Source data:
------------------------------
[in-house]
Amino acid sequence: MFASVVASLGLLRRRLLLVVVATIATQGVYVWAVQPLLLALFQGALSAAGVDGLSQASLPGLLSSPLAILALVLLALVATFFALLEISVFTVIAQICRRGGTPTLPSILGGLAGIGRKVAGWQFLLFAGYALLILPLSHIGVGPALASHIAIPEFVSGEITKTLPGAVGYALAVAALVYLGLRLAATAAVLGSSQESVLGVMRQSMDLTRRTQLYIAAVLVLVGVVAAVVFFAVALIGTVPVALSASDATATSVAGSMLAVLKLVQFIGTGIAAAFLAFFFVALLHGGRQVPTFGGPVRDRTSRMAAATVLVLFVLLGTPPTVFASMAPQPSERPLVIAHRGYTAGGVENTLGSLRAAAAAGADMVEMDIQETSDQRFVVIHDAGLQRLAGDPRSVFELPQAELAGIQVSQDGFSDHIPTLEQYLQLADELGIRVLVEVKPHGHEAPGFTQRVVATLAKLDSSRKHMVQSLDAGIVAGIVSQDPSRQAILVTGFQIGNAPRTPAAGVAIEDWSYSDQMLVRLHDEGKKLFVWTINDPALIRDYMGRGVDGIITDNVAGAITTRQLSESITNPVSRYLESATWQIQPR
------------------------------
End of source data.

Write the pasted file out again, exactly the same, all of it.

[in-house]
Amino acid sequence: MFASVVASLGLLRRRLLLVVVATIATQGVYVWAVQPLLLALFQGALSAAGVDGLSQASLPGLLSSPLAILALVLLALVATFFALLEISVFTVIAQICRRGGTPTLPSILGGLAGIGRKVAGWQFLLFAGYALLILPLSHIGVGPALASHIAIPEFVSGEITKTLPGAVGYALAVAALVYLGLRLAATAAVLGSSQESVLGVMRQSMDLTRRTQLYIAAVLVLVGVVAAVVFFAVALIGTVPVALSASDATATSVAGSMLAVLKLVQFIGTGIAAAFLAFFFVALLHGGRQVPTFGGPVRDRTSRMAAATVLVLFVLLGTPPTVFASMAPQPSERPLVIAHRGYTAGGVENTLGSLRAAAAAGADMVEMDIQETSDQRFVVIHDAGLQRLAGDPRSVFELPQAELAGIQVSQDGFSDHIPTLEQYLQLADELGIRVLVEVKPHGHEAPGFTQRVVATLAKLDSSRKHMVQSLDAGIVAGIVSQDPSRQAILVTGFQIGNAPRTPAAGVAIEDWSYSDQMLVRLHDEGKKLFVWTINDPALIRDYMGRGVDGIITDNVAGAITTRQLSESITNPVSRYLESATWQIQPR